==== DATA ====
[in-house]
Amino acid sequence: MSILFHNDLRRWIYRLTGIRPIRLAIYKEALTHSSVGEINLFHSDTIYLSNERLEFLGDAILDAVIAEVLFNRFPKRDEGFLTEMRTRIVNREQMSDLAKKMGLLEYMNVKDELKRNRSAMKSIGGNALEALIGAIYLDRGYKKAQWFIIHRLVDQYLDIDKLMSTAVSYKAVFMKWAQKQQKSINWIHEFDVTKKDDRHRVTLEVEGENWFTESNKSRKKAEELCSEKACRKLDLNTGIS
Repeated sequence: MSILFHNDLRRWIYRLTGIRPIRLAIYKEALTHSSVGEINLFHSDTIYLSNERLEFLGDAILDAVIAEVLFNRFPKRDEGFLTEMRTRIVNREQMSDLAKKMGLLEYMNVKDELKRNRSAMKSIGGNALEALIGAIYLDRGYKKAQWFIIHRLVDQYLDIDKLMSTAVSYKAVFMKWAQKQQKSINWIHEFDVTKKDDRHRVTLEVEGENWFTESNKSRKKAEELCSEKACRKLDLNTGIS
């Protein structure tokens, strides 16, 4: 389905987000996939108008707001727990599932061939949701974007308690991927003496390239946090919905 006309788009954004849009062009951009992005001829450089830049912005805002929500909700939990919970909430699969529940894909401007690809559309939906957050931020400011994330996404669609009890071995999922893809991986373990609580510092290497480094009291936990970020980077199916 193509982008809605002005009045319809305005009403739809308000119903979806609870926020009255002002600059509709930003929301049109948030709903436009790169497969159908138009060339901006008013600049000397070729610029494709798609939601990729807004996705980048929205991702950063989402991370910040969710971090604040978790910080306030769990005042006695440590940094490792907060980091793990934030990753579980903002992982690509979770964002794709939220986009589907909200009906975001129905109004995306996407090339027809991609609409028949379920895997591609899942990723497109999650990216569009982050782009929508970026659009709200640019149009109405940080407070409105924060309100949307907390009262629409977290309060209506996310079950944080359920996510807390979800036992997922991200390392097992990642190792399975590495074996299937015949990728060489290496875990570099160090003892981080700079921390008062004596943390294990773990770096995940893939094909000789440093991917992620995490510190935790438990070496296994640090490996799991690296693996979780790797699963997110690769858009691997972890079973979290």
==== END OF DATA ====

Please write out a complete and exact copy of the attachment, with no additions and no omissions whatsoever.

[in-house]
Amino acid sequence: MSILFHNDLRRWIYRLTGIRPIRLAIYKEALTHSSVGEINLFHSDTIYLSNERLEFLGDAILDAVIAEVLFNRFPKRDEGFLTEMRTRIVNREQMSDLAKKMGLLEYMNVKDELKRNRSAMKSIGGNALEALIGAIYLDRGYKKAQWFIIHRLVDQYLDIDKLMSTAVSYKAVFMKWAQKQQKSINWIHEFDVTKKDDRHRVTLEVEGENWFTESNKSRKKAEELCSEKACRKLDLNTGIS
Repeated sequence: MSILFHNDLRRWIYRLTGIRPIRLAIYKEALTHSSVGEINLFHSDTIYLSNERLEFLGDAILDAVIAEVLFNRFPKRDEGFLTEMRTRIVNREQMSDLAKKMGLLEYMNVKDELKRNRSAMKSIGGNALEALIGAIYLDRGYKKAQWFIIHRLVDQYLDIDKLMSTAVSYKAVFMKWAQKQQKSINWIHEFDVTKKDDRHRVTLEVEGENWFTESNKSRKKAEELCSEKACRKLDLNTGIS
């Protein structure tokens, strides 16, 4: 389905987000996939108008707001727990599932061939949701974007308690991927003496390239946090919905 006309788009954004849009062009951009992005001829450089830049912005805002929500909700939990919970909430699969529940894909401007690809559309939906957050931020400011994330996404669609009890071995999922893809991986373990609580510092290497480094009291936990970020980077199916 193509982008809605002005009045319809305005009403739809308000119903979806609870926020009255002002600059509709930003929301049109948030709903436009790169497969159908138009060339901006008013600049000397070729610029494709798609939601990729807004996705980048929205991702950063989402991370910040969710971090604040978790910080306030769990005042006695440590940094490792907060980091793990934030990753579980903002992982690509979770964002794709939220986009589907909200009906975001129905109004995306996407090339027809991609609409028949379920895997591609899942990723497109999650990216569009982050782009929508970026659009709200640019149009109405940080407070409105924060309100949307907390009262629409977290309060209506996310079950944080359920996510807390979800036992997922991200390392097992990642190792399975590495074996299937015949990728060489290496875990570099160090003892981080700079921390008062004596943390294990773990770096995940893939094909000789440093991917992620995490510190935790438990070496296994640090490996799991690296693996979780790797699963997110690769858009691997972890079973979290």